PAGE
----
DEC Environmental Conservation Police Officer Highlights
ECO Actions for Early April
New York State Department of Environmental Conservation (DEC) Environmental Conservation Police Officers (ECOs) enforce the 71 Chapters of NY Environmental Conservation Law (ECL), protecting fish and wildlife and preserving environmental quality across New York.
In 2018, the 288 ECOs across the state responded to 21,668 calls and worked on cases that resulted in 20,665 tickets or arrests for crimes ranging from deer poaching to solid waste dumping, illegal mining, the black market pet trade, and excessive emissions violations.
If you witness an environmental crime or believe a violation of environmental law occurred, please call the DEC Division of Law Enforcement hotline at 1-844-DEC-ECOS (1-844-332-3267).
“From Montauk Point to Mount Marcy, from Brooklyn to Buffalo, the ECOs patrolling our state are the first line of defense in protecting New York’s environment and our natural resources, ensuring that they exist for future generations of New Yorkers,” said DEC Commissioner Basil Seggos. “They work long and arduous hours, both deep in our remote wildernesses and in the tight confines of our urban landscapes. Although they don’t receive much public fanfare, the work of our ECOs is critical to achieving DEC’s mission to protect and enhance our environment.”
Recent missions carried out by ECOs include:
Youth Conservation Program – Suffolk County
Another Successful Youth Turkey Hunting Weekend
On April 20 and 21, numerous Division of Law Enforcement (DLE) members across the northern and central parts of the state assisted a range of organizations that sponsored youth turkey hunting opportunities as part of DEC’s annual youth turkey hunting weekend. DLE members assisted in teaching hunter safety and turkey hunting techniques, as well as serving as mentors for youth participating in turkey hunting. Difficult weather conditions led to less hunter success than in previous years, but everyone participating remained enthusiastic.
Perch Poachers Apprehended – Erie County
Stay on the Trails and Stay Sober – Jefferson County
On April 7, ECO Peter Jackson and Forest Ranger Howard Thomes patrolled Winona State Forest to locate ATV riders illegally operating on snowmobile and cross-country ski trails that are closed to ATV traffic. Ranger Thomes located the group of riders in the town of Lorraine. Five adults were operating a variety of four-wheelers and side-by-side style ATVs and had young children riding with them. The officers found numerous empty alcoholic beverage cans in the machines and the adult operators admitted to drinking alcohol. Field sobriety tests on the ATV operators led to one being arrested and transported to the local New York State Police barracks for chemical testing where he was found to have a blood alcohol content (BAC) of 0.14 percent. The subject was arrested for driving while intoxicated, operating an ATV on public lands where prohibited, and operating an ATV without insurance. The man was arraigned in the Town of Lorraine Court and sent to the Jefferson County Jail on $2,000 cash bail or $4,000 bond. The other riders were released with appearance tickets for operating ATVs on public lands where prohibited and operating ATVs without insurance. DEC reminds everyone that driving an ATV is still operating a motor vehicle. It is illegal to operate an ATV while impaired by drugs or alcohol. Don’t put yourself or your children in danger – drive sober and stay on trails open to ATV travel.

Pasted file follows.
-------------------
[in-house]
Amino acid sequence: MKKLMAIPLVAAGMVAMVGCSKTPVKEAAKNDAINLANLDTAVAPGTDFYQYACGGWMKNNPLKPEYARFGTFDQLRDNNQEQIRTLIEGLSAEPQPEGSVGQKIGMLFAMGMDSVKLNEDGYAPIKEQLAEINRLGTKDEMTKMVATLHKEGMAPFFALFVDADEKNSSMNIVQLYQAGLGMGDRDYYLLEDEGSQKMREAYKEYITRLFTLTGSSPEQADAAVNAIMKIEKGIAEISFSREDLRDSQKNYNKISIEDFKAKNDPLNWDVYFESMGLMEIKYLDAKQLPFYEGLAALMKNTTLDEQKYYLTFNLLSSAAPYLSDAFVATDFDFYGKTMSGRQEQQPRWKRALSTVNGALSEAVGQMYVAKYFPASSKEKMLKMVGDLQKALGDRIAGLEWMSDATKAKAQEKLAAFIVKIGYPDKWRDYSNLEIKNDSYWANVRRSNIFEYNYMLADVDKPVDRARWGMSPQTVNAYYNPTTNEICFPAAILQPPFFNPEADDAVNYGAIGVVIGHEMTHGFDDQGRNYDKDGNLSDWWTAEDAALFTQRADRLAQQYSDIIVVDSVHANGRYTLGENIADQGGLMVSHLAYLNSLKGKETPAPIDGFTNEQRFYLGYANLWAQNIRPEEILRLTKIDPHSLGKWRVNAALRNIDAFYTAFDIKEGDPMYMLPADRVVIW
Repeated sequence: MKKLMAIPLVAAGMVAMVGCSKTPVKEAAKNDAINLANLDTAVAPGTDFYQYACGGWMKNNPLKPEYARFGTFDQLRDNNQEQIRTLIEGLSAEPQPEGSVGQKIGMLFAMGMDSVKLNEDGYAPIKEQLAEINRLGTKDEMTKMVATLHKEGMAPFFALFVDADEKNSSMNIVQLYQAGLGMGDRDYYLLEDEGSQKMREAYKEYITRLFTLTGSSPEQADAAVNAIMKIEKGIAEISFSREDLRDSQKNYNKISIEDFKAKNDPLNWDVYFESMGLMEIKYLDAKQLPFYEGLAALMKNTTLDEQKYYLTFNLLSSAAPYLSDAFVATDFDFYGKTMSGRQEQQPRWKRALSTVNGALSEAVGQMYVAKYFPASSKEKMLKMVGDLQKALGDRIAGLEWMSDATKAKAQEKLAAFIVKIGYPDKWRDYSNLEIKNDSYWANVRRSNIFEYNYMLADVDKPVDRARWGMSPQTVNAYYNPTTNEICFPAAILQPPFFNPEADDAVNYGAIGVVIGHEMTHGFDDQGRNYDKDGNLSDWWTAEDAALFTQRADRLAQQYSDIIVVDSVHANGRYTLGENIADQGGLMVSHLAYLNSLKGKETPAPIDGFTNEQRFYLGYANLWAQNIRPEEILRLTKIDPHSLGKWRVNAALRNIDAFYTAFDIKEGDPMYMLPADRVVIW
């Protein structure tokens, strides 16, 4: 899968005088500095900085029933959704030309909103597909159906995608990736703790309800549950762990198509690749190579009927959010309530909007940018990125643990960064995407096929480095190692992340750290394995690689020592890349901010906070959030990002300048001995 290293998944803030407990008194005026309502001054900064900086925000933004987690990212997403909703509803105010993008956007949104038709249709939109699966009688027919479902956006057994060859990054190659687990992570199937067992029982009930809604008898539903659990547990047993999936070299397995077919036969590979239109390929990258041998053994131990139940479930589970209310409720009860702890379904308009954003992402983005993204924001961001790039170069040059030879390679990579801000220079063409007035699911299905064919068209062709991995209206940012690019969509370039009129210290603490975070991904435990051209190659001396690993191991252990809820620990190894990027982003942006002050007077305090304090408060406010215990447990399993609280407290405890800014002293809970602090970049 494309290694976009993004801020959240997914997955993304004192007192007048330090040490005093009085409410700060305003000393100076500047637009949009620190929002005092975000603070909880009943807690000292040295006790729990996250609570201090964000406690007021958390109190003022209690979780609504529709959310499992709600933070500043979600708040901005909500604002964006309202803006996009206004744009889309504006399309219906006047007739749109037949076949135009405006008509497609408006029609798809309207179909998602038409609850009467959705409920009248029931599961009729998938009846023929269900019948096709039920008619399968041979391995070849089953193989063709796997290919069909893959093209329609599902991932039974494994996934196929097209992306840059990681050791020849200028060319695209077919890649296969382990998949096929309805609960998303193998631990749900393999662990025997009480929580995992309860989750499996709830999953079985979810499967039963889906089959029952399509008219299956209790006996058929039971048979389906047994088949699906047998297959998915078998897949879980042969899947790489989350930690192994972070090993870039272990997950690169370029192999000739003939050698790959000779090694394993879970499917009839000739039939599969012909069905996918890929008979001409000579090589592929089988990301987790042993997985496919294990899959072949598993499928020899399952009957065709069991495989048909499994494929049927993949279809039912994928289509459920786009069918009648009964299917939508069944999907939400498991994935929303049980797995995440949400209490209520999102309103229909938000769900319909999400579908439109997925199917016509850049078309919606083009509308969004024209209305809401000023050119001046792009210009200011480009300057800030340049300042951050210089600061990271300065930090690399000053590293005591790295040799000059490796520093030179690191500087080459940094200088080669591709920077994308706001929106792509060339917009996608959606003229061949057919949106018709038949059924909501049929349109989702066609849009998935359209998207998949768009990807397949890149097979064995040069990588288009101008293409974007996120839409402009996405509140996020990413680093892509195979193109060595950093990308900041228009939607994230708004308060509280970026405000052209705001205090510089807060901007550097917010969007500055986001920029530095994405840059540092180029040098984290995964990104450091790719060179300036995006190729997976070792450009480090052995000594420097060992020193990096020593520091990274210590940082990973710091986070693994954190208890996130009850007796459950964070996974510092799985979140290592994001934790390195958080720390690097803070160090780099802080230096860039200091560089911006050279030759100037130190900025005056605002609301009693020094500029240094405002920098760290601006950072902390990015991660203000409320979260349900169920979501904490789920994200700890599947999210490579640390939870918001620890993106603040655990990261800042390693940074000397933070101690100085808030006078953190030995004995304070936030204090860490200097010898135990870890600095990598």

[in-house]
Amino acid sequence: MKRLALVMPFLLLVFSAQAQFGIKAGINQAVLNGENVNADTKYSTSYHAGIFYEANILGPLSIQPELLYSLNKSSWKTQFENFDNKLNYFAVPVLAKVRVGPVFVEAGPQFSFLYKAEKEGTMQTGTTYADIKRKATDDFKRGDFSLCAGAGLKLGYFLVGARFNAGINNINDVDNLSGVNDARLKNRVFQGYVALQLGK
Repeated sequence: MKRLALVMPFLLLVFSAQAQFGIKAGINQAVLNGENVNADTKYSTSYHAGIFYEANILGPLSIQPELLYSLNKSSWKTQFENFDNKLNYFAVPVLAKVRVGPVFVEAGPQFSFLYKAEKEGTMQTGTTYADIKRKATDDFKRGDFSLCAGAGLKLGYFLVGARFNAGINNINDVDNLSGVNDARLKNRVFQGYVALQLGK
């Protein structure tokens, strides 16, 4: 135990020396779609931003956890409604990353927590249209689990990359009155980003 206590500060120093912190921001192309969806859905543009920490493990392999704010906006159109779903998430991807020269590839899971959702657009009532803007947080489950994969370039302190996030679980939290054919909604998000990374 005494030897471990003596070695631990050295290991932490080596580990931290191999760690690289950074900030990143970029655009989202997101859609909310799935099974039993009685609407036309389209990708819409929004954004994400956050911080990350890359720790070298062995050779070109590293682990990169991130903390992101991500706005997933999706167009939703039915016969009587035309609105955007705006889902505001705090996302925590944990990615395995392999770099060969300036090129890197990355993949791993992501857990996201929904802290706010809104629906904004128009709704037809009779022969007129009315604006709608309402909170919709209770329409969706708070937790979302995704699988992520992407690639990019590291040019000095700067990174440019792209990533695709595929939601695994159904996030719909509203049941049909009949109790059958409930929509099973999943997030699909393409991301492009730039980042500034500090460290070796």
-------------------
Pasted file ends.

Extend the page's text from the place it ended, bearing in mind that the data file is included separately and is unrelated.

Illegal Brush Burning Leads to Timber Theft Charges – Ulster County
On March 25, ECO Jason Smith was called to an illegal brush fire in the town of Rochester. The property adjacent to the location of the fire was part of an active investigation for the illegal cutting of several trees removed without the owners’ permission. When ECO Smith interviewed a man who said he had started the brush fire to “clean up the bank,” the ECO also asked about the origins of the brush. The man directed the officer to an embankment on the neighboring property and admitted to cutting and taking several of the trees over the course of the past year. Much of the wood was cut into chunks and taken from the neighbor’s property and moved to the man’s own property. With the additional statements and evidence, along with photographs and statements from the complainant, ECO Smith arrested the man and charged him with timber theft, petit larceny, trespass, and unlawful open burning. He was arraigned in the town of Rochester Court on April 10 and pled guilty to the timber theft and unlawful open burn charges.